The program on Feb. 6 will be a chance to find out more from Matzen about techniques used by the Holland police to cultivate good relationships with every citizen and especially with residents of our diverse populations. Did you know Holland community police officers will make time to replace a broken tail light? Can you guess how many people were served ice cream last summer by community officers as they were getting better acquainted with their neighbors? These are just some examples Matzen will discuss.
Matzen said Holland is a small town dealing with many of the same issues facing larger cities and every police department needs the public’s help in preventing and solving crimes.
 Hear how community policing is working to establish trust between local law enforcement and all citizens so eyewitnesses feel comfortable coming forward. This relationship is key to solving crimes and keeping all residents safe.
Matzen will explain how community police officers are specially trained based upon long-term research in law enforcement studies, and he will discuss the unique support these officers have from the Holland police chief. He also will talk about whether or not body cameras are working and how police generally feel about wearing cameras. Information on what every driver should know if they are ever pulled over by police will also be available.
In large and small ways, the goal of community policing is to break down barriers and create an environment where trust is a two-way street between Holland law enforcement and the citizens they serve.
Join us for a unique discussion with Sgt. Matzen at 6:30 p.m., Tuesday, Feb. 6, at Herrick District Library.

 Penny Shuff is public relations director for the League of Women Voters of the Holland Area, a nonpartisan political organization encouraging informed and active participation in government. It influences public policy through education and advocacy.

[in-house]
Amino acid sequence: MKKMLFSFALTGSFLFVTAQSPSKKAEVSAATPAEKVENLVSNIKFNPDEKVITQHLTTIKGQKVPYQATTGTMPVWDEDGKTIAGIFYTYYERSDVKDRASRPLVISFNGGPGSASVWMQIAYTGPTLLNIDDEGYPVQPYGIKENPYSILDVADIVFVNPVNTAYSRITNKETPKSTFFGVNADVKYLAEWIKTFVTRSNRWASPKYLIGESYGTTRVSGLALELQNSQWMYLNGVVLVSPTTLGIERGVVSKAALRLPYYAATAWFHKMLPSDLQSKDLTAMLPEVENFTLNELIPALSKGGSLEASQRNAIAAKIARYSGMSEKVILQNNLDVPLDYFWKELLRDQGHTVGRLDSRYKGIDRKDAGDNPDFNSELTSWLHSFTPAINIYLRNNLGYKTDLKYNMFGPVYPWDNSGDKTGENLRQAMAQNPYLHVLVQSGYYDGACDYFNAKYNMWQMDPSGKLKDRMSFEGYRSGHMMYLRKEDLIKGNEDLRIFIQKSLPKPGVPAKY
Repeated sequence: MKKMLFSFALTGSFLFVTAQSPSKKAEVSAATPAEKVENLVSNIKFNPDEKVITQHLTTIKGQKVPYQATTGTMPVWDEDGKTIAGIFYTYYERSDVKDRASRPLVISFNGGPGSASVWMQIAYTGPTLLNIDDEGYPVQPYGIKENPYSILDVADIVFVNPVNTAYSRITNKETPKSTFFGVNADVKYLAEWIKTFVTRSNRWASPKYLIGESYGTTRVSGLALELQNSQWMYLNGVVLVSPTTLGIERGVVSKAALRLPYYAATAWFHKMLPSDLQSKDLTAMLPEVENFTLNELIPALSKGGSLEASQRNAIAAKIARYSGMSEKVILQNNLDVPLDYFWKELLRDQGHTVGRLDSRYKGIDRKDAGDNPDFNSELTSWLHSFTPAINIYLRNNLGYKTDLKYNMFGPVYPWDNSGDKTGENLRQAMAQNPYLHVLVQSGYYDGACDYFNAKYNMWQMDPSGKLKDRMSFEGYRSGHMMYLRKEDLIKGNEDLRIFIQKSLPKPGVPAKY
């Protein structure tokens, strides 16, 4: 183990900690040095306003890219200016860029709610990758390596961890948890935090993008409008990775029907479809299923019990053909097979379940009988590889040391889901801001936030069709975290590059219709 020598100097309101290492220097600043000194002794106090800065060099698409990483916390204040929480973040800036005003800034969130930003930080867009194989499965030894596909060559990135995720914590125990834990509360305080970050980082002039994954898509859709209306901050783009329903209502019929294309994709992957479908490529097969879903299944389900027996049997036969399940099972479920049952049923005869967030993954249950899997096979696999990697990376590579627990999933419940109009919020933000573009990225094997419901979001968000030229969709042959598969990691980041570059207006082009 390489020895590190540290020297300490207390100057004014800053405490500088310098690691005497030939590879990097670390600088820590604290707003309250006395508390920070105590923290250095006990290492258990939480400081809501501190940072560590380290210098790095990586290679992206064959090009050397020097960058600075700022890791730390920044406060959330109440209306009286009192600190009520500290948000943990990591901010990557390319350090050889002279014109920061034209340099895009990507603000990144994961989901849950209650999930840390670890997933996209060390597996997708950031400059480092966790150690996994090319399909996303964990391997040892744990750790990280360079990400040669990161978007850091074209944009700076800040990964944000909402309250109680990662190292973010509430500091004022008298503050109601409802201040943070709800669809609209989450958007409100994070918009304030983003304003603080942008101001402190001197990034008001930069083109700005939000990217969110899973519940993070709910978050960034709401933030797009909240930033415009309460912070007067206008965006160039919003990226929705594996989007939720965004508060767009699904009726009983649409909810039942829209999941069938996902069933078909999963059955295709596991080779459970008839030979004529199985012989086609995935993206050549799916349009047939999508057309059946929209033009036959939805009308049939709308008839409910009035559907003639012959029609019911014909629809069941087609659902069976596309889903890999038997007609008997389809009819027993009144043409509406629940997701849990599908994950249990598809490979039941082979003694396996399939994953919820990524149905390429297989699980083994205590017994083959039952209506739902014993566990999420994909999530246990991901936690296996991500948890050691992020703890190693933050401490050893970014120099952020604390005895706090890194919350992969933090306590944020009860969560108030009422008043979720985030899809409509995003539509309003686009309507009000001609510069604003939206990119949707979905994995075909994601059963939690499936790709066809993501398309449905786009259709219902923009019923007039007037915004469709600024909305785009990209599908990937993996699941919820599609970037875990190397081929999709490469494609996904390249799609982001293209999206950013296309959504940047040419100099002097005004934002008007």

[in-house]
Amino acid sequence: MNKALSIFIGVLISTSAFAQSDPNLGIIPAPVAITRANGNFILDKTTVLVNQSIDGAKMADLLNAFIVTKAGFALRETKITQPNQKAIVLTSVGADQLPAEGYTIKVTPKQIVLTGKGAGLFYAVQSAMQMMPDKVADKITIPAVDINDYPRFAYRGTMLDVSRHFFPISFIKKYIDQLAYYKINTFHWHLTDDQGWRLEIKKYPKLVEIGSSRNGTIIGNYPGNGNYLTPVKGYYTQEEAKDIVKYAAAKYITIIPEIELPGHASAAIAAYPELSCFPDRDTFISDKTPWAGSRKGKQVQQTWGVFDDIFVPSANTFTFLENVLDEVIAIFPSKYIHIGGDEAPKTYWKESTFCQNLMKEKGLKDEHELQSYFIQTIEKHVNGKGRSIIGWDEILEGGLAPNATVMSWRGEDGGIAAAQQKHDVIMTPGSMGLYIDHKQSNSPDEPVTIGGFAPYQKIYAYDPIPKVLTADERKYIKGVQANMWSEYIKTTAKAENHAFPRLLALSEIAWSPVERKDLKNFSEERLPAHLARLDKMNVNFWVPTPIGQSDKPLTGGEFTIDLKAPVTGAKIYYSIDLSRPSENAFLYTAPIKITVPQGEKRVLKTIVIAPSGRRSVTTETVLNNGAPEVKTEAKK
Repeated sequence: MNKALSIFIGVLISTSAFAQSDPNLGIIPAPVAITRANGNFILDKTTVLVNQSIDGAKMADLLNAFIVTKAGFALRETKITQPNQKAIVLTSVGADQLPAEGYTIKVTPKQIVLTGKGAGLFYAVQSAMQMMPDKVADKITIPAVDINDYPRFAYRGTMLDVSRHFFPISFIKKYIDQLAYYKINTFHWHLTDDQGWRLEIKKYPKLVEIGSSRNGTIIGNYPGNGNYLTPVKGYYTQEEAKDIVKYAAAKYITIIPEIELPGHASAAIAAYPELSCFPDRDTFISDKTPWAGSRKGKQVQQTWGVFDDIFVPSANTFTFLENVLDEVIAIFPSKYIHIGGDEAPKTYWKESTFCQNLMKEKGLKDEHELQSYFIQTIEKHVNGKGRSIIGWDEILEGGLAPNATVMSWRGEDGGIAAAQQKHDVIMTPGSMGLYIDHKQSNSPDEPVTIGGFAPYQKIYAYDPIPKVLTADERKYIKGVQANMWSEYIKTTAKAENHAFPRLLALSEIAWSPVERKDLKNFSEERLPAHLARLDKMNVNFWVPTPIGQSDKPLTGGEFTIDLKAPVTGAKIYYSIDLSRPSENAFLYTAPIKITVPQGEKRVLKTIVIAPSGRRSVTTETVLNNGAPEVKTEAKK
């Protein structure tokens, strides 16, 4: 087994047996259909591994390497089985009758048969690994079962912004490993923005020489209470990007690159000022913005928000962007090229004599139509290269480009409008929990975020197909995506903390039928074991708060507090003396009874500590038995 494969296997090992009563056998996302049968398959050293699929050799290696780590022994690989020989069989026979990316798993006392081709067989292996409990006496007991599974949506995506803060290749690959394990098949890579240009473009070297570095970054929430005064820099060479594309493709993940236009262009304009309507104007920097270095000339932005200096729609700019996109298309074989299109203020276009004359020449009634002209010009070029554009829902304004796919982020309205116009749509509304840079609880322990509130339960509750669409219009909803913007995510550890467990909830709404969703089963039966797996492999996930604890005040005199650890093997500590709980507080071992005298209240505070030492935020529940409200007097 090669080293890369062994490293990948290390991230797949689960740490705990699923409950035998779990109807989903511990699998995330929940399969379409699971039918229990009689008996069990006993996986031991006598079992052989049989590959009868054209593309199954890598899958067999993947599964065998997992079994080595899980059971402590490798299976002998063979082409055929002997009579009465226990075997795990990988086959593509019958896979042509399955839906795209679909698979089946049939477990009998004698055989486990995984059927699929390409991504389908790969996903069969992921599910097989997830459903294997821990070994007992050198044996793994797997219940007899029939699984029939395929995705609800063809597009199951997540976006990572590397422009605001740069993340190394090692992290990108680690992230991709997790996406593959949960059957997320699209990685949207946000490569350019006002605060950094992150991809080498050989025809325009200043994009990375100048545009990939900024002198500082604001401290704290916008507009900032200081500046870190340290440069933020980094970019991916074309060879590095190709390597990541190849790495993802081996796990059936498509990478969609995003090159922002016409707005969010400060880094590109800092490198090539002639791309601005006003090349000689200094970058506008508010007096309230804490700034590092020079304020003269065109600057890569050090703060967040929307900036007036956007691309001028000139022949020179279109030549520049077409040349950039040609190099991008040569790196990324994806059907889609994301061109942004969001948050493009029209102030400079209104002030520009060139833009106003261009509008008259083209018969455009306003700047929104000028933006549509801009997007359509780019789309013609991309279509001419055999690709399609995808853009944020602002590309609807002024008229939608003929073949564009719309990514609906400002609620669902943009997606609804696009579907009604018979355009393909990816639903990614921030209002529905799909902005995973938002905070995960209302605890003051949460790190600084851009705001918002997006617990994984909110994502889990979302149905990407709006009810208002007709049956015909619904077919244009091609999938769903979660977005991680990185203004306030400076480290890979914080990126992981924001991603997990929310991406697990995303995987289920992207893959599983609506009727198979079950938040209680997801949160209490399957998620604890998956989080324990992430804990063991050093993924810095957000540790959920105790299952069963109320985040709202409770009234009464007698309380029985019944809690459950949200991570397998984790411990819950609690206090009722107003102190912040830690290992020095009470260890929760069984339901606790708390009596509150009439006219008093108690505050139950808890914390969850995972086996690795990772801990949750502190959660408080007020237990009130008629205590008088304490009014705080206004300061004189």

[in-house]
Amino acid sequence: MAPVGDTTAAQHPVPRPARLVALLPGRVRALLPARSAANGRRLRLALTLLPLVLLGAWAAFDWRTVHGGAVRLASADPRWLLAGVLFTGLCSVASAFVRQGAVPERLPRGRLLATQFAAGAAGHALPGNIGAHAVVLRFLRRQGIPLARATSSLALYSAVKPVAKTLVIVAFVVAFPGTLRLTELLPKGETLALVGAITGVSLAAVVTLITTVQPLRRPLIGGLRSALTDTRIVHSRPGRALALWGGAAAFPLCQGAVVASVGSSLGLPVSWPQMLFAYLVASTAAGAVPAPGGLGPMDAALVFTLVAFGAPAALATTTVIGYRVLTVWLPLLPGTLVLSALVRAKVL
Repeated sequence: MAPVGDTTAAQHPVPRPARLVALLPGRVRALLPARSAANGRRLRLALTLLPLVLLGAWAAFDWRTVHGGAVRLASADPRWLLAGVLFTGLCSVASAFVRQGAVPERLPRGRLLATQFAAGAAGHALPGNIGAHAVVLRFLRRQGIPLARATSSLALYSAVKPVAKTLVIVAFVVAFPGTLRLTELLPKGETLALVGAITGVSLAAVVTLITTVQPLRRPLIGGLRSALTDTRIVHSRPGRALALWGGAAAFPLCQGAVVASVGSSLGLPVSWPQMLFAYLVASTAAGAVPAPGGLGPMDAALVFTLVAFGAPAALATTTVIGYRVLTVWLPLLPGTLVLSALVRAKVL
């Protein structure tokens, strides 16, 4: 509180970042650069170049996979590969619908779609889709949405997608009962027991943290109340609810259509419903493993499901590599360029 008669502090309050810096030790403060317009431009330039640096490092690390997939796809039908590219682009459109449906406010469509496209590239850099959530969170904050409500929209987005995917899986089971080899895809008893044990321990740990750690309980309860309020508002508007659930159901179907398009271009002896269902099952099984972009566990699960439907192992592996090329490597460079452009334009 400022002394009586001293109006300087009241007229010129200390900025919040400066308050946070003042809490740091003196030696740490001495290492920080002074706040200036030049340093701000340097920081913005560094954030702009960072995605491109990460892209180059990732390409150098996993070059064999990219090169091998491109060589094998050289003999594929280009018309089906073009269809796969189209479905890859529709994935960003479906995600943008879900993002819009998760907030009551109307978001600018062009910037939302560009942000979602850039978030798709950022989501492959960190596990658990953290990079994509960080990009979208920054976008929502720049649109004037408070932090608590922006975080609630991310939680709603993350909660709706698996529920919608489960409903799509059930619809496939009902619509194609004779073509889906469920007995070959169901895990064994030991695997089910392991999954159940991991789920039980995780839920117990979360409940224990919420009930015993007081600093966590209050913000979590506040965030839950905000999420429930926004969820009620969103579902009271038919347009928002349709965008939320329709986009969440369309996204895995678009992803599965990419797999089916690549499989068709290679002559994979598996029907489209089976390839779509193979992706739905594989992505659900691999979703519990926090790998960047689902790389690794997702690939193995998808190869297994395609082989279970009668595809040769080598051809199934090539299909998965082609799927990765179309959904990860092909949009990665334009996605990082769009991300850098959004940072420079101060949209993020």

What: Living Sustainably Along the Lakeshore Series
Topic: “Community Policing for Peaceful Living”
When: 6:30 to 8 p.m., Tuesday, Feb. 6
Where: Herrick District Library, 300 S. River Ave., Holland

This Week’s Sustainability Framework Theme
Quality of Life: The community, through governmental, religious, business and social organizations, makes decisions that contribute to its own well-being.

Living Sustainably is a collection of community voices sharing updates about local sustainability initiatives. It is presented by the Holland-Hope College Sustainability Institute, a joint project of Hope College, the City of Holland and Holland Board of Public Works. Go to for more information.

Living Sustainably: Group launches spring sustainability series

By Michelle Gibbs, Holland-Hope College Sustainability Institute
Do you want to learn more about what is happening in the community?  The spring 2018 Living Sustainably Along the Lakeshore series has announced another great line-up, full of educational events sharing how Holland is becoming a more sustainable community.

Holland Michigan Living Sustainably Along the Lakeshore
The series will continue to share information about work as it relates to the city’s Sustainability Framework. All of the events, with the exception of May, will take place on a Tuesday at Herrick District Library from 6:30 to 8 p.m. Here’s this spring’s lineup:

 “Economic Development: Sustainable Government,” Tuesday, Jan. 9:  This program will explore sources of local government funds and review the city and county budget process and near-term and long-term needs within the community.